Have you ever been at a dinner party, social gathering or the like when you were asked “what business you are in”? How did you respond? Did you tell them what you manufacture or what product you sell or your area of service? I have struggled with this for years. When people ask me what I do, I too often will say, “We are designers, architects, contractors and facility managers for churches”. But is that really what we do or is that the means or vehicle by which we accomplish our real “product” and passion?
Think about the railroad industry….they really missed the boat (pun intended) when air travel and other modes of transportation started to become popular. In their hey-day, they were a monopolistic organizations with little to no competition and significant collusion. The owners and leaders in the railroad industry were so determined to keep their empire safe, that they forgot what business they were really in. They forgot that they were not in the railroad business….but rather in the “transportation” business. Due to their lack of attention to their real business, they became myopic and failed to see the world changing around them.
That story has caused me to pause and rethink what is our real business at Visioneering Studios. Here is what I think are our real businesses:
Storytelling Business: The heart of what we do is helping churches and other organizations tell their unique story. Whether that is through the development of a master plan or architectural design or an interior design or actually constructing a facility, we help churches with storytelling and architectural evangelism.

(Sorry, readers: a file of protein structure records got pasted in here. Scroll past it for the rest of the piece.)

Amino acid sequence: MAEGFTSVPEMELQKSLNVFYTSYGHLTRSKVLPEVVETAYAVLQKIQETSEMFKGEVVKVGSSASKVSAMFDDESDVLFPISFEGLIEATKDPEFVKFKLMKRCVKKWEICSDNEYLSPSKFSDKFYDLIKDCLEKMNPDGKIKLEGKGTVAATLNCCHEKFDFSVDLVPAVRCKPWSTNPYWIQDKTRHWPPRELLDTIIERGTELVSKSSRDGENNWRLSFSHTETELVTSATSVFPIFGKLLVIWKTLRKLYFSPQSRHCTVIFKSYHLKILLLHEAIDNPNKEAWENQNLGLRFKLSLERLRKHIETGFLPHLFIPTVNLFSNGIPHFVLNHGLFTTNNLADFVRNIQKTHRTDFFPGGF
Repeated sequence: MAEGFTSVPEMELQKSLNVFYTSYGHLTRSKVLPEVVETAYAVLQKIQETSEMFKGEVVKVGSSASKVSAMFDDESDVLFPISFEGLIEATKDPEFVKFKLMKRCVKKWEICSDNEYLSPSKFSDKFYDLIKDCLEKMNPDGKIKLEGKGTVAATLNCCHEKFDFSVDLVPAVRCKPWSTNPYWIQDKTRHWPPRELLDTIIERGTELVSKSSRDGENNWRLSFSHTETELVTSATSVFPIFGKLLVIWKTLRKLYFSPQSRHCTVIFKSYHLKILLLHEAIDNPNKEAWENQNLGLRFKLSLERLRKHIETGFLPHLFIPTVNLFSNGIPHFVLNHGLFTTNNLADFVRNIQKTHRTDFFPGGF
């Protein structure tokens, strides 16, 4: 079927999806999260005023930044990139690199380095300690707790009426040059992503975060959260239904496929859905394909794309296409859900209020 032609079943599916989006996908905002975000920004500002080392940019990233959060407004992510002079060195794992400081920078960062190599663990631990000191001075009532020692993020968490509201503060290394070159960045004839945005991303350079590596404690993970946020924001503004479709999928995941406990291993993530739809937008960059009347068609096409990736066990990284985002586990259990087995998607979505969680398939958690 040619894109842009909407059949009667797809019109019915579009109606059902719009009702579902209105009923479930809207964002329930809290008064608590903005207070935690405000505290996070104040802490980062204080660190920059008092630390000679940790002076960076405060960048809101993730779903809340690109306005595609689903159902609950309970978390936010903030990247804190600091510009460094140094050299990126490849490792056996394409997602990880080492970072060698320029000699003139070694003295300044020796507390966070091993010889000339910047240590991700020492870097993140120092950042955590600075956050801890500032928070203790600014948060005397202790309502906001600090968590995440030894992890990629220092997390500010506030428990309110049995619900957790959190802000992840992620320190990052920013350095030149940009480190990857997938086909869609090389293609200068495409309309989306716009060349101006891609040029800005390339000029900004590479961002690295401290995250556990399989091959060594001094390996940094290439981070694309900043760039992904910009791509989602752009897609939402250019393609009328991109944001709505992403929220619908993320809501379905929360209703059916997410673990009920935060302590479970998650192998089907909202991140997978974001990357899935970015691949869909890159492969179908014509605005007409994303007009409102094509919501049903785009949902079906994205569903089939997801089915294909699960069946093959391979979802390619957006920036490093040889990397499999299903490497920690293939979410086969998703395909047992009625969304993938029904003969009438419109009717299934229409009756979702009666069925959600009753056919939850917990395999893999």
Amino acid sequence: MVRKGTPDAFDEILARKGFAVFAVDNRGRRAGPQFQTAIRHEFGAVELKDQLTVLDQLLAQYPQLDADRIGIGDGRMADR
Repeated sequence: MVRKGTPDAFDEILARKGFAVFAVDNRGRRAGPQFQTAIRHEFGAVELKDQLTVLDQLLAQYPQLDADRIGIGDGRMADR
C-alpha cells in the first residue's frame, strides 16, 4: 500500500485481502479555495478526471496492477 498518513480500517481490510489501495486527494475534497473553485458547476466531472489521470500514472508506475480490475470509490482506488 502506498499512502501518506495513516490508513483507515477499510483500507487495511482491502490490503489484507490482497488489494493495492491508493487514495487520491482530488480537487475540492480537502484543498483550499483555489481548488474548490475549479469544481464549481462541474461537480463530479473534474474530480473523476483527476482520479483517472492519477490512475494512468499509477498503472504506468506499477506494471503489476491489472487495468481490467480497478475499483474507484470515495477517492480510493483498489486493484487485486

Integration Business: Given our proclivity toward the Integrated Project Delivery method of delivering a development project (thus why we refer to ourselves as Integrated Project Developers), one of our core “businesses” is integration of all of the various parts, pieces, components and team members of a development project. We are passionate about this and it defines our processes.
Solution Provider Business: We do not have a single client that is not trying to find a solution to some issue that they are facing. It could be a solution for a first “home”, additional space, an extreme makeover, a resolution to parking issues, or a whole host of other pain points.
Now, to execute these “businesses”, we use services such as planning, vision clarity, design, architecture and construction, but they are merely a means to fulfilling our core businesses.
So how does this apply to a church…your church? To answer that question, I believe you need to ask and answer some “non-church” sounding questions….buckle up, this may feel a little uncomfortable:
1. Who are your customers?
2. Who is your competition?
3. What products do you produce?
OK…are you still with me? Good…I knew you would stick with this.
So, in looking at what “business” your church is in, I want to challenge your paradigm a little.
If your church says that your core “business” is:
Saving the lost, then make a list of all the new salvations you had last month…last year.
Helping the poor, review your checking account and see how much of your total budget went to your outreach partners or the poor in your community
Impacting your community, then see how many of your people are volunteered in local ministry opportunities outside the 4 walls of your church.
OK…enough examples…I think you get the point. This may not be a fun exercise…but it will definitely help you determine if who you “think” you are is congruent with who you really are.